How relieved he was when he saw a Jew carrying his tefillin. "No, it's not Shabbat". But after inquiring as to what was going on, he was told that it was a public fast-day.
A fast day? Why hadn't the rabbi warned him? He quickly rushed over to the rabbi. "Rabbi!" he cried out. "Today is a fast day!? You didn't write it down and I already ate and i said the wrong prayers!"
"Relax", said the Rabbi. This is not a regular fast day. We just decreed this special fast-day for the residents of Jerusalem because of the possibility of a drought due to our lack of rain, but you don't live here and so you are not obligated."
"When you need rain, you decree a fast?" he questioned. "When my fields don't have enough rain"  said the farmer, "I go out and say to the One Above, 'Father! I need rain.' And then it starts to rain."
 "If that's so" said the rabbi, "Why don't you try it now and let's see if it works here too"
And so the farmer went out and through tears he cried out, "Father in Heaven! Can it be that the people of Your holy city will expire from famine? Don't You see that they need rain?"
Immediately the sky darkened and rain began to fall.
As the Rebbe Maharash completed the story, he said to his visitor , "So? Do you think you are able to distinguish who in the Land has a lofty soul?"

Monday, April 2, 2012

PESACH - Seder - To Reenact/leaving mitzrayim

When The French Emperor, Napoleon,  was running for his life, retreating through Russia with his armies, he once ran into a store to hide. The sympathetic French bed-shop owner hid him under a pile of mattresses. Moments later, Russian soldiers came charging in demanding to know the whereabouts of Napolean. "He is not here, ," said Pierre, the store owner. One soldier seeing the pile of mattresses, dug his sword right in. "If he's hiding under there he's surely dead by now" he said.
And they left the shop
But the sword missed Napoleon.. "Pierre," Napolean said to the store-owner,"you saved my life! How can I repay you?"
"I have everything I need, thank you," replied Pierre. " But tell me, what did it feel like hiding under those mattresses?"
Napoleon was livid. " What!?? -Do you know who you're talking to?! I am Napoleon the Emperor of the French empire!" he roared.
"Guards! Take him to the firing squad,".
Poor Pierre was standing with his hands tied behind his back, whispering his last prayers. Four soldiers drew their guns, awaiting the order to fire.
Suddenly Napoleon appeared. "Free this man!" he commanded. He then turned to Pierre and said,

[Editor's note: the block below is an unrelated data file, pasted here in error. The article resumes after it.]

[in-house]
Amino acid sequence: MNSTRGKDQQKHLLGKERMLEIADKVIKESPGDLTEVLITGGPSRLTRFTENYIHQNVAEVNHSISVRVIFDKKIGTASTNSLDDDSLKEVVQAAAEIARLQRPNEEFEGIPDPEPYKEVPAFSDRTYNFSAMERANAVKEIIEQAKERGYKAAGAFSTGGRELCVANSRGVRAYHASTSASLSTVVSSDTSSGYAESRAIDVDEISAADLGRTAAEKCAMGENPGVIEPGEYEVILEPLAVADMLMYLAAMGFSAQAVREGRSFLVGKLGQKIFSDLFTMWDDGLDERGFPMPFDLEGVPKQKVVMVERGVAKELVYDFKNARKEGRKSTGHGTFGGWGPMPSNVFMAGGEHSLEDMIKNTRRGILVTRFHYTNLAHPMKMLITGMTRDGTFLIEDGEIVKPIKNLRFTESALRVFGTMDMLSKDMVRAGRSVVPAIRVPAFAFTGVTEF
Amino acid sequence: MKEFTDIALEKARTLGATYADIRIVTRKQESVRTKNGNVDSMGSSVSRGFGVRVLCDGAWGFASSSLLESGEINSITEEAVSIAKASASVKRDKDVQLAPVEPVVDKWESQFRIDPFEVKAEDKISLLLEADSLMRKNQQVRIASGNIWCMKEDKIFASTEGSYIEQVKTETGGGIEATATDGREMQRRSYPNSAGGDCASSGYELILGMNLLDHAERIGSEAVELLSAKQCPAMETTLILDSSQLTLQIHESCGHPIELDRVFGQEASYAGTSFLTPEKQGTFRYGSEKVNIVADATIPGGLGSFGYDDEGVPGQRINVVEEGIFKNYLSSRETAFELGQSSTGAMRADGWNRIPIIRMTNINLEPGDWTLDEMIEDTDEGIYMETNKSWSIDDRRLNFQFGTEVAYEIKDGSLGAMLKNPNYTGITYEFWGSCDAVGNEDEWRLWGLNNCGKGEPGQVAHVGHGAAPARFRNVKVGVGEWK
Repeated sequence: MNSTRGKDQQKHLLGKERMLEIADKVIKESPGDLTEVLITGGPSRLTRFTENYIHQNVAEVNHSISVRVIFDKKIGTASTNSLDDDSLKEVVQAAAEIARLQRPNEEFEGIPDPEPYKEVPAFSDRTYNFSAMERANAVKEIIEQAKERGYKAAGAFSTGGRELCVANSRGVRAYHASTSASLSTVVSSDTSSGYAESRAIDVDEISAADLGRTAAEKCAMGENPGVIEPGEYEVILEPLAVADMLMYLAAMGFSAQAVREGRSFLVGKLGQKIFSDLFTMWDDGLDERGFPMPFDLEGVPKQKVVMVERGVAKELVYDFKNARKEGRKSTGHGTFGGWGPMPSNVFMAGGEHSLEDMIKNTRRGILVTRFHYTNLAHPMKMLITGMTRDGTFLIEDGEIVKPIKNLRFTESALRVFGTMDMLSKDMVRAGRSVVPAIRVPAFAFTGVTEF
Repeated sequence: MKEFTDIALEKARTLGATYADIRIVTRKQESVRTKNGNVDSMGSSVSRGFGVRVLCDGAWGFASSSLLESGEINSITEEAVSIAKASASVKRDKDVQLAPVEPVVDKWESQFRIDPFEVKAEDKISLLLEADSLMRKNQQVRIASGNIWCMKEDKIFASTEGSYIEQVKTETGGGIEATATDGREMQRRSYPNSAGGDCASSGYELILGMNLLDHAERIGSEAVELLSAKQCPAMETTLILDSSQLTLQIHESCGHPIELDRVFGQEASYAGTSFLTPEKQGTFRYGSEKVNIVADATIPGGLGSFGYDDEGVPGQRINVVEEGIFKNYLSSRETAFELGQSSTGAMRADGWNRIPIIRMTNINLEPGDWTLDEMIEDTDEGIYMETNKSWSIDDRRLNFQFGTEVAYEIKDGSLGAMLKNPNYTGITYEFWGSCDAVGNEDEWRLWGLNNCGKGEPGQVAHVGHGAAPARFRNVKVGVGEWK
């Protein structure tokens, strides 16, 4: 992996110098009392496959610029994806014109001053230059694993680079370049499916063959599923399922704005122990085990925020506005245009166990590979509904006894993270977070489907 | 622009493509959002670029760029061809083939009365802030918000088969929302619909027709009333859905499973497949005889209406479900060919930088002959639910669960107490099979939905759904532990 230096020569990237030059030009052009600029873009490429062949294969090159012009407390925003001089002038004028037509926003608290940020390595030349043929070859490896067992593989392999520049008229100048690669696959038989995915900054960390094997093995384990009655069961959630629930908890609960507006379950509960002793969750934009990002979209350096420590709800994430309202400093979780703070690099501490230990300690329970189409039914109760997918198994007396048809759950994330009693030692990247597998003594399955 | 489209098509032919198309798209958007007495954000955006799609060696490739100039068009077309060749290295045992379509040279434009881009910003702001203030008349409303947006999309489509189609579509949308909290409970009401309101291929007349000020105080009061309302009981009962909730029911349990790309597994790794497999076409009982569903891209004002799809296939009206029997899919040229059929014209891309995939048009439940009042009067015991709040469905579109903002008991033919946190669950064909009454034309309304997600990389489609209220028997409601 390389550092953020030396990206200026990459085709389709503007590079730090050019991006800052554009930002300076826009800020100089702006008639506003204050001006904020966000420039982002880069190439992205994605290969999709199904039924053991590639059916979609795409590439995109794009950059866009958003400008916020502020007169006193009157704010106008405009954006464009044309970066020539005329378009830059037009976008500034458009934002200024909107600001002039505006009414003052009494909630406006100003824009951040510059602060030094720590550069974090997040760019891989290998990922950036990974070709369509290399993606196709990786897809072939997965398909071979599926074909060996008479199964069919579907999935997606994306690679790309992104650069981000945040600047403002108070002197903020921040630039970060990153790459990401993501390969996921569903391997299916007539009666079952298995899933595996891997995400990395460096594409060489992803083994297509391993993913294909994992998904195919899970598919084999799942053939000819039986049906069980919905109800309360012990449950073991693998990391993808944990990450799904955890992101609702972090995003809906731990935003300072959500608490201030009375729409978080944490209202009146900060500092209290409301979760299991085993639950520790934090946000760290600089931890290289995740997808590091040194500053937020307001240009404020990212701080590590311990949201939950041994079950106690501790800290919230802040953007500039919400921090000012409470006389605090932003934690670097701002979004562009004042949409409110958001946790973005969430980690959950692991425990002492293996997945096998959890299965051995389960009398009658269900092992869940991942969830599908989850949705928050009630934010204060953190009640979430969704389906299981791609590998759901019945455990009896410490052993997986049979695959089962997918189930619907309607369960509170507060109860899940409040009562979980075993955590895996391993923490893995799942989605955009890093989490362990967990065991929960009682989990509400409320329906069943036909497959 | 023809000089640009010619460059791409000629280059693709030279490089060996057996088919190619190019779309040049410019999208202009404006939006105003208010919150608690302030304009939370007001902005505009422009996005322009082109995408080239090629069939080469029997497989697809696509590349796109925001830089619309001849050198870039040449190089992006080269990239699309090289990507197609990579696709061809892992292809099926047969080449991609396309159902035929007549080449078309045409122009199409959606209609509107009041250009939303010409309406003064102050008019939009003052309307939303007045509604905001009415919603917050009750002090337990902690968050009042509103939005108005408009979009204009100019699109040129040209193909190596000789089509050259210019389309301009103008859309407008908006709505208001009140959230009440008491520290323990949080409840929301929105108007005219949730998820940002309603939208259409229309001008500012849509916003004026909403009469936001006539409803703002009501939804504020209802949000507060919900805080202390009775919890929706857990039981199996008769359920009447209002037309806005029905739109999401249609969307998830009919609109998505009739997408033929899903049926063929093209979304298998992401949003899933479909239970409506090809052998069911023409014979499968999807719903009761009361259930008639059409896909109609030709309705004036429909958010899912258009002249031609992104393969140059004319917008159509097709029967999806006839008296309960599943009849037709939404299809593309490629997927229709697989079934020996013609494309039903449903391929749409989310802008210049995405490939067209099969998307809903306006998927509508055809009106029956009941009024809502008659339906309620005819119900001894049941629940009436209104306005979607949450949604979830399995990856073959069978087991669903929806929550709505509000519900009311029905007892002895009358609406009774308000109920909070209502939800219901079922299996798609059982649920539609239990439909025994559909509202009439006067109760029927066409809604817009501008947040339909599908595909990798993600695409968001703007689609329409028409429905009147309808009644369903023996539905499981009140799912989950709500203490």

"You wanted to know how I felt under those mattresses, "Now you know."

While historians can debate whether this actually happened, we can certainly take a lesson from it.
When we commemorate the Exodus, everything that we do to reenact the story helps us to actualize the experience. By eating matzah, specifically handmade matzah, as our ancestors prepared in Egypt, we relive the episode in a dramatic and genuine way. We recall the haste in which the Jews left Egypt—they didn't even have time to let the dough rise. Through eating bitter herbs, we remember the bitterness of the slavery. With the drinking of four cups of wine, we relive the joy of liberty, reclining expansively like free men.
like them, we too can experience true freedom from our oppressors--be they the "Pharaohs," psychological inhibitions or spiritual obstacles. On the night of the Seder we are released from their chains. It is a night when our essential spark is permitted to shine; when we overcome the limitations that prevent us from being the person that we want to be.

TZAV - Shabbos Hagadol

This week'sTorah portion is called Tzav. Tzav means “Command.” It expresses a command from G‑d about the donation of offerings in the Sanctuary, relating to the general concept of giving charity. But Tzav also means: “Connect.” It expresses the idea that G‑d’s laws establish a connection between the individual and G‑d.
The very fact that G‑d has issued a command to the person imparts a sense of significance to that person’s life. He or she is now bonded with G-d by a Divine instruction. The Lubavitcher Rebbe points out that this connection is there even if the person does not fulfill the instruction. As the Sages put it, “even though he sinned, he is a Jew.” The fact that the 613 commands in the Torah are addressed to the individual gives that person a significant role and purpose. And of course, this role is properly fulfilled by observance of the commands. Yet the person who does not yet observe them has not lost his role in the system.
When it comes to a command such as charity, in which one has to give something away, we all need encouragement. The Sages tell us that this is the force of the word “Tzav” : to give us encouragement through the generations. The encouragement is the knowledge that through this command of G-d we are truly connected with Him.

This Shabbat, is the Shabbat before  Pesach it's called Shabbat haGadol, the Great Shabbat.

When the Jews were in Egypt, they were commanded on that day to take a lamb and tie it to the bedpost. Which they were later to bring as a Pesach sacrifice. The lamb was the god for the Egyptians and so when they saw this it made them very angry but they could not utter a sound in protest.
Many miracles were performed at that time, so we refer to this day as Shabbat haGadol.
We have a custom on this shabbat to read a portion of the Haggadah which tells the story of the Exodus